It appears that former Republican vice presidential nominee Sarah Palin went out on a limb when she said that the proper way to address President Barack Obama’s executive overreach would be to appeal to the impeachment process.

The ironic fact of the matter is that she has a point; the traditional remedy that the House is alleging in an anticipated lawsuit over Obama exceeding the limits of presidential authority would be impeachment (though whether Obama’s infractions rise to the level of “Treason, Bribery or other high Crimes and Misdemeanors” is debatable). The grounds on which House Speaker John Boehner (R-OH) will sue the White House will have to be on extraordinarily tailored grounds in order for the courts, which are usually trepidatious about adjudicating disputes between the executive and legislative branches, to take it up.

The problem with Palin’s impeachment recommendation is not process but politics. As Allahpundit documented on Wednesday, House Speaker John Boehner (R-OH) ruled out impeachment in no uncertain terms. The GOP’s nominee for Senate in Iowa, Joni Ernst, backtracked after endorsing impeachment to claiming that she has seen no “evidence that the President should be impeached.”

Even Sen. Jeff Flake (R-AZ), one of the more conservative members of the House when he served and a Republican who maintains a lifetime American Conservative Union rating of 97 percent as of 2011, ruled out impeachment. “I think so,” Flake told Fox News Channel’s Bret Baier on Wednesday when asked if impeachment proceedings would be “problematic” for his party.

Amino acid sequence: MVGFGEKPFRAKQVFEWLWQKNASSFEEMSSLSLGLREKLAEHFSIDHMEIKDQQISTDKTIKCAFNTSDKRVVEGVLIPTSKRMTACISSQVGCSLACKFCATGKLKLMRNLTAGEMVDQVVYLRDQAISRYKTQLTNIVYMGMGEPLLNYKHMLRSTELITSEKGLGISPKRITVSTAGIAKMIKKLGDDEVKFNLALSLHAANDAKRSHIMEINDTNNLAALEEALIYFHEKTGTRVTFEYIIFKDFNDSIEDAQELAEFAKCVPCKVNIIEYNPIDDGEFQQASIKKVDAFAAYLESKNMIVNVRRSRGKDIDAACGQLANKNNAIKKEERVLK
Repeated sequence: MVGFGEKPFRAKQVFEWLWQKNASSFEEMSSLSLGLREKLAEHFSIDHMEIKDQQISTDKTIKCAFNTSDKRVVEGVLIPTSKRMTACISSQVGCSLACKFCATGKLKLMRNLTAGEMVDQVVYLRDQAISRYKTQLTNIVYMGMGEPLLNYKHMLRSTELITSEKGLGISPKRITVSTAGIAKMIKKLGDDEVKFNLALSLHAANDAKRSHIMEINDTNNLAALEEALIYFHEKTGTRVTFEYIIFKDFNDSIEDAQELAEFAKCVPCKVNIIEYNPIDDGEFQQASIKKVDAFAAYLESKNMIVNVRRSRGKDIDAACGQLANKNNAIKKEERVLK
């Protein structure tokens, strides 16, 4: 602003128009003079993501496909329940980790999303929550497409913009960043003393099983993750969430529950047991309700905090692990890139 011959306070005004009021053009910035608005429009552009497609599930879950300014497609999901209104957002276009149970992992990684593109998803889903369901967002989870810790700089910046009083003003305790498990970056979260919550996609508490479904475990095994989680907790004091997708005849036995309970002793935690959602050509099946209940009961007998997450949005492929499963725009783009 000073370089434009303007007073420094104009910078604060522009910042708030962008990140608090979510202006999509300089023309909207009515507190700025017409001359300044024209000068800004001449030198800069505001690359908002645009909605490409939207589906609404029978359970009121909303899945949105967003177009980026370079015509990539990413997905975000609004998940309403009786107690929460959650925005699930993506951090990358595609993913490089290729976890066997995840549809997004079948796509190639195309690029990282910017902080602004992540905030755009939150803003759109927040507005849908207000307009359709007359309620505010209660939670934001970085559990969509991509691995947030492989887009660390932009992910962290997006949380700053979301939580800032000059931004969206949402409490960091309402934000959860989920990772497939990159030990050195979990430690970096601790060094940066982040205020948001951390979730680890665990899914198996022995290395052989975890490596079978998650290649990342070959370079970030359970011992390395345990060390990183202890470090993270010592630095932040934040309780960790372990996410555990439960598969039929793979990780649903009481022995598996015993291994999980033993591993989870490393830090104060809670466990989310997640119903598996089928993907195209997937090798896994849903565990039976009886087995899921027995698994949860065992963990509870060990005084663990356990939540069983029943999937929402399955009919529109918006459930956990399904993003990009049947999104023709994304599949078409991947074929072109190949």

The Wall Street Journal editorial board perhaps made the case against Palin’s call for impeachment a bit harshly when they implied that she was speaking purely out of self-interest.

“Sarah Palin joined the impeachment calls on Tuesday, which could mean that the former Alaska Governor has been feeling neglected,” the WSJ editorial read. “She is following the talk radio hosts and obscure authors who are trying to increase audience share or sell books by posing as Mr. Obama’s loudest opponents.”

Mrs. Palin immediately received the media fillip she wanted, especially from MSNBC and the left-wing websites that want to portray the fading GOP star as a conservative leader. Progressives would like nothing better than for Republicans to try to impeach Mr. Obama, so they could scare up otherwise demoralized Democratic voters to come to the polls this November.

The Journal is correct, however, in that the Democrats would love to run in 2014 on Republican impeachment proceedings. In their absence, they are already fundraising off of Palin’s comments.

“Yesterday, Sarah Palin called for President Obama’s impeachment,” House Minority Leader Nancy Pelosi (D-CA) wrote in a fundraising email. “Usually, I’d completely ignore this, but she’s not alone. Next week, Speaker Boehner will launch a three-week show trial leading up to a frivolous lawsuit against President Obama.”

Republicans in Congress are acutely aware of the negative impact the impeachment of Bill Clinton had on their electoral prospects. Impeachment reversed the historic headwinds the party in control of the White House faces in a president’s sixth year and turned them into a gale blowing directly in the GOP’s face. Republicans lost five seats in the House and made no gains in the Senate in 1998, and the GOP does not want to repeat that history.